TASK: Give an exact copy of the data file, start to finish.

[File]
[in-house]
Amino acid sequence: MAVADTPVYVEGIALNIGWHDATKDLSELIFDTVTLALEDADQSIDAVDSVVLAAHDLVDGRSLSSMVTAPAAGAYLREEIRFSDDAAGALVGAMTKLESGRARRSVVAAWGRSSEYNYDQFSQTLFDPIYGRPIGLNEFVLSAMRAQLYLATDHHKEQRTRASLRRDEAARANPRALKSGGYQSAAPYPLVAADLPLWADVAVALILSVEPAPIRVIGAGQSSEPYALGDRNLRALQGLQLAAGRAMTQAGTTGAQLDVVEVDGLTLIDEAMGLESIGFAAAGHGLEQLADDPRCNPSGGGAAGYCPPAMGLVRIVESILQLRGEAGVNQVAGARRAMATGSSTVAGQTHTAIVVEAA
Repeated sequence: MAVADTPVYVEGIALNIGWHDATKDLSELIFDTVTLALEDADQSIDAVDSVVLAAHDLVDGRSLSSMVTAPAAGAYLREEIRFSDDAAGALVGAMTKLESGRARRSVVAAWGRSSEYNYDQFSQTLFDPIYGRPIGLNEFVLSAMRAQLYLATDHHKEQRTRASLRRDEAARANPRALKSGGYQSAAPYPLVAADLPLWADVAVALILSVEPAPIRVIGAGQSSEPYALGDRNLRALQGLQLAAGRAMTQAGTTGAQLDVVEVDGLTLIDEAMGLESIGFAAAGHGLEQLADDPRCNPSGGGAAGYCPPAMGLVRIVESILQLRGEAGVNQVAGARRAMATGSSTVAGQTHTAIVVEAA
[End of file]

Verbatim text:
[in-house]
Amino acid sequence: MAVADTPVYVEGIALNIGWHDATKDLSELIFDTVTLALEDADQSIDAVDSVVLAAHDLVDGRSLSSMVTAPAAGAYLREEIRFSDDAAGALVGAMTKLESGRARRSVVAAWGRSSEYNYDQFSQTLFDPIYGRPIGLNEFVLSAMRAQLYLATDHHKEQRTRASLRRDEAARANPRALKSGGYQSAAPYPLVAADLPLWADVAVALILSVEPAPIRVIGAGQSSEPYALGDRNLRALQGLQLAAGRAMTQAGTTGAQLDVVEVDGLTLIDEAMGLESIGFAAAGHGLEQLADDPRCNPSGGGAAGYCPPAMGLVRIVESILQLRGEAGVNQVAGARRAMATGSSTVAGQTHTAIVVEAA
Repeated sequence: MAVADTPVYVEGIALNIGWHDATKDLSELIFDTVTLALEDADQSIDAVDSVVLAAHDLVDGRSLSSMVTAPAAGAYLREEIRFSDDAAGALVGAMTKLESGRARRSVVAAWGRSSEYNYDQFSQTLFDPIYGRPIGLNEFVLSAMRAQLYLATDHHKEQRTRASLRRDEAARANPRALKSGGYQSAAPYPLVAADLPLWADVAVALILSVEPAPIRVIGAGQSSEPYALGDRNLRALQGLQLAAGRAMTQAGTTGAQLDVVEVDGLTLIDEAMGLESIGFAAAGHGLEQLADDPRCNPSGGGAAGYCPPAMGLVRIVESILQLRGEAGVNQVAGARRAMATGSSTVAGQTHTAIVVEAA